Compound interest beats periodic gains beats random windfalls, every time.
Research shows that lottery winners tend to revert to their previous economic status, if not drop to a worse one, despite their luck. They often lack the experience or network necessary to maintain their unexpected gains, never mind grow it. Worse yet, the experience and network they do have may actively sap away at that very wealth.
Many employees can can get by on consistent paychecks. They maintain their current lifestyle but tend to get stuck. Their experience and network keep them even-keeled but also leave them treading water, resisting both hard failure and runaway success. They remain at the mercy of unpleasant surprises and rarely possess the extra resources required to seize upon opportunities.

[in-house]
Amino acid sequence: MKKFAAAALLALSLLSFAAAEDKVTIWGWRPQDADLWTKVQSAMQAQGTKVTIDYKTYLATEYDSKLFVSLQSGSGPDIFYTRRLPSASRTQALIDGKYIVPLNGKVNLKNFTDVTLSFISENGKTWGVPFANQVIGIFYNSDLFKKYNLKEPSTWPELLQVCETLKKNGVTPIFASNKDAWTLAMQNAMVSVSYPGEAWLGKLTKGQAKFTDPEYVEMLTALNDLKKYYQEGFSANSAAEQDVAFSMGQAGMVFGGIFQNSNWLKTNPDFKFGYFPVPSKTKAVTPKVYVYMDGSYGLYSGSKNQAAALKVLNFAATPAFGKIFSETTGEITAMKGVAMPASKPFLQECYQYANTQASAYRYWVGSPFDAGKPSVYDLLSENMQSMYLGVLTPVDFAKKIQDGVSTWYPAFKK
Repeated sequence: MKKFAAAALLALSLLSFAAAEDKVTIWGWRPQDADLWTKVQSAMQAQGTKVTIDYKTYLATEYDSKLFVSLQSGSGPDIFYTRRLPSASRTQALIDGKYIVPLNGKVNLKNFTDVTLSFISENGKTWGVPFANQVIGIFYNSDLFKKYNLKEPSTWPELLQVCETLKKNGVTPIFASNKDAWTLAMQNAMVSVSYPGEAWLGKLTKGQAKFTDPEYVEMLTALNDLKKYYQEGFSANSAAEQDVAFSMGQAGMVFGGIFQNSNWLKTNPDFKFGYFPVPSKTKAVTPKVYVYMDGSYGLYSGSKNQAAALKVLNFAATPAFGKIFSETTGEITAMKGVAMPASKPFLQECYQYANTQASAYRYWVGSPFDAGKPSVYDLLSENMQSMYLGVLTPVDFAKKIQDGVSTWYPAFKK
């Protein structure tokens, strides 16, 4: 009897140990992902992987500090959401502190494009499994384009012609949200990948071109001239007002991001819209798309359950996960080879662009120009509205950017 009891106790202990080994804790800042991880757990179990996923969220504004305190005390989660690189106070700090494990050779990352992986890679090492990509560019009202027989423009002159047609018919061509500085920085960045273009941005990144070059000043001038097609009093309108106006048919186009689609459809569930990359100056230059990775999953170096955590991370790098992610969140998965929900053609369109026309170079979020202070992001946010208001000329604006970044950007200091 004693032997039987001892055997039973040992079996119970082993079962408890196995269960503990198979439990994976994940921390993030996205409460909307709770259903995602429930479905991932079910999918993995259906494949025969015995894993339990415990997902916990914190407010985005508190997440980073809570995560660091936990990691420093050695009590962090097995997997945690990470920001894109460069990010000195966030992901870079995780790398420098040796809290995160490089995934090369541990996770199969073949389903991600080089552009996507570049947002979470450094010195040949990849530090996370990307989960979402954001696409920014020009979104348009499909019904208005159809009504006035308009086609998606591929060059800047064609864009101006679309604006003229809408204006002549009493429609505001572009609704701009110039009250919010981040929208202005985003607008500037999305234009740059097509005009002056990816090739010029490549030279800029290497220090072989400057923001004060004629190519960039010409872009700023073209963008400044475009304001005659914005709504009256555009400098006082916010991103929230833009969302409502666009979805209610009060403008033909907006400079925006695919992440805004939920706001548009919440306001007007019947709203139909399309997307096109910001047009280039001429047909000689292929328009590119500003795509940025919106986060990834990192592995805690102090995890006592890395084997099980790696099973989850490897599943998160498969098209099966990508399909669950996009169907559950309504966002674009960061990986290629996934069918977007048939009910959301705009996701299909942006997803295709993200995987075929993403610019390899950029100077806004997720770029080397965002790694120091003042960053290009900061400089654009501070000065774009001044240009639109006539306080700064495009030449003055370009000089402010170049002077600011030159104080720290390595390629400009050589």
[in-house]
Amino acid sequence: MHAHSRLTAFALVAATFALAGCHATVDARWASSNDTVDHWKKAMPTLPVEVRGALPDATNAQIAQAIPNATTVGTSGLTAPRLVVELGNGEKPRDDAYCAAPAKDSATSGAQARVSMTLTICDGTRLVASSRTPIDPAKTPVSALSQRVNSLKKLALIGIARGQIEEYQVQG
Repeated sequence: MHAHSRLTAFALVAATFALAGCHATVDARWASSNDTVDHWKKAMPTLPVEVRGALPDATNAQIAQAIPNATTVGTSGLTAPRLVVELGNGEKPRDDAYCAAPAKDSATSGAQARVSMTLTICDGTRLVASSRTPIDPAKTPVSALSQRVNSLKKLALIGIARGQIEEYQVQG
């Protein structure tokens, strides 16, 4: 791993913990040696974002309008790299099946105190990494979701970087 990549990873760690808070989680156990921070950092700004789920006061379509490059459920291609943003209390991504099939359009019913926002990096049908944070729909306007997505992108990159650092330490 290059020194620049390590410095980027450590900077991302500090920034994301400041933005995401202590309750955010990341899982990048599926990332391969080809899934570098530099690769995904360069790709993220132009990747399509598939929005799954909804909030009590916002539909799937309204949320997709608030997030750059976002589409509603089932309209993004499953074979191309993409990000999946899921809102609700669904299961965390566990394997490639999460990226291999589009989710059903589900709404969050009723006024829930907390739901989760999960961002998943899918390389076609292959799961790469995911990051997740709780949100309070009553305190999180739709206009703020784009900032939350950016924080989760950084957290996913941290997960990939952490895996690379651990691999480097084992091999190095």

Investments appreciate in value even as their owners sleep. They may require effort to improve or maintain but that effort leads to greater and greater gains with each addition, geometric instead of linear. It might start small and each individual contribution may look insignificant, but it adds up. This cuts both ways, for good and bad. Ask anyone with credit card debt.
This model applies to more than property, stocks, and savings accounts, though. Each page you draft of that new book can create more and more readers over time. Each fresh interaction with an old friend strengthens that bond. Applying that one self-help book makes it easier to apply the next one, and the next two, and so on and so on. However you work, whatever you work on, look for the compound interest.